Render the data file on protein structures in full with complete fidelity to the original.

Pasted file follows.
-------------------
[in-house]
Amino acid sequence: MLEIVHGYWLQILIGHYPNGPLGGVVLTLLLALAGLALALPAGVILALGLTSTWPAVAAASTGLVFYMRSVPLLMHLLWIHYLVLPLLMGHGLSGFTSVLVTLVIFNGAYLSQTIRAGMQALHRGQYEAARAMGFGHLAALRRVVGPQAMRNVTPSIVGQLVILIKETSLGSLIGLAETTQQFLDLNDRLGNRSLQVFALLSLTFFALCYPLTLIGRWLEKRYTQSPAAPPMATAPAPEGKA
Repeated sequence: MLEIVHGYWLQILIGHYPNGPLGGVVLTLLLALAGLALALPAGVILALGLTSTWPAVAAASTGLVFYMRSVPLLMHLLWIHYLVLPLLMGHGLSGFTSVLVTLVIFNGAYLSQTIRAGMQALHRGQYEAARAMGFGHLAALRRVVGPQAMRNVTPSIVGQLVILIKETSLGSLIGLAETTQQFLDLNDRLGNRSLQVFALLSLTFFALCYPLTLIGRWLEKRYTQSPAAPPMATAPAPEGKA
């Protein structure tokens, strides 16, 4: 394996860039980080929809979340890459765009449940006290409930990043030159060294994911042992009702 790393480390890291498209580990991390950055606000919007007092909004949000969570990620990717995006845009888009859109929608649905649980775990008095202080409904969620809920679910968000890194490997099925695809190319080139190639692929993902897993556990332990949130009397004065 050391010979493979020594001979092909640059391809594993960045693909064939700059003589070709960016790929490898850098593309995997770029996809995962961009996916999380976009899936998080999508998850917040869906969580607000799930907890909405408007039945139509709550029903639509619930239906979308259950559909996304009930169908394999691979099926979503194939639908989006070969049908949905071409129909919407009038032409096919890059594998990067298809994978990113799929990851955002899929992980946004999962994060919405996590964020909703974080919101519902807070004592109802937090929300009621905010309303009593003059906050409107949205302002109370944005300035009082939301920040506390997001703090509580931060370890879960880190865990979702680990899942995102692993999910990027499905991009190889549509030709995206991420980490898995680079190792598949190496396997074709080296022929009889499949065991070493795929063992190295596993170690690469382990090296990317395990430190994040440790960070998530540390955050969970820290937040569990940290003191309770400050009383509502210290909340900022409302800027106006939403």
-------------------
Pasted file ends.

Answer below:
[in-house]
Amino acid sequence: MLEIVHGYWLQILIGHYPNGPLGGVVLTLLLALAGLALALPAGVILALGLTSTWPAVAAASTGLVFYMRSVPLLMHLLWIHYLVLPLLMGHGLSGFTSVLVTLVIFNGAYLSQTIRAGMQALHRGQYEAARAMGFGHLAALRRVVGPQAMRNVTPSIVGQLVILIKETSLGSLIGLAETTQQFLDLNDRLGNRSLQVFALLSLTFFALCYPLTLIGRWLEKRYTQSPAAPPMATAPAPEGKA
Repeated sequence: MLEIVHGYWLQILIGHYPNGPLGGVVLTLLLALAGLALALPAGVILALGLTSTWPAVAAASTGLVFYMRSVPLLMHLLWIHYLVLPLLMGHGLSGFTSVLVTLVIFNGAYLSQTIRAGMQALHRGQYEAARAMGFGHLAALRRVVGPQAMRNVTPSIVGQLVILIKETSLGSLIGLAETTQQFLDLNDRLGNRSLQVFALLSLTFFALCYPLTLIGRWLEKRYTQSPAAPPMATAPAPEGKA
């Protein structure tokens, strides 16, 4: 394996860039980080929809979340890459765009449940006290409930990043030159060294994911042992009702 790393480390890291498209580990991390950055606000919007007092909004949000969570990620990717995006845009888009859109929608649905649980775990008095202080409904969620809920679910968000890194490997099925695809190319080139190639692929993902897993556990332990949130009397004065 050391010979493979020594001979092909640059391809594993960045693909064939700059003589070709960016790929490898850098593309995997770029996809995962961009996916999380976009899936998080999508998850917040869906969580607000799930907890909405408007039945139509709550029903639509619930239906979308259950559909996304009930169908394999691979099926979503194939639908989006070969049908949905071409129909919407009038032409096919890059594998990067298809994978990113799929990851955002899929992980946004999962994060919405996590964020909703974080919101519902807070004592109802937090929300009621905010309303009593003059906050409107949205302002109370944005300035009082939301920040506390997001703090509580931060370890879960880190865990979702680990899942995102692993999910990027499905991009190889549509030709995206991420980490898995680079190792598949190496396997074709080296022929009889499949065991070493795929063992190295596993170690690469382990090296990317395990430190994040440790960070998530540390955050969970820290937040569990940290003191309770400050009383509502210290909340900022409302800027106006939403």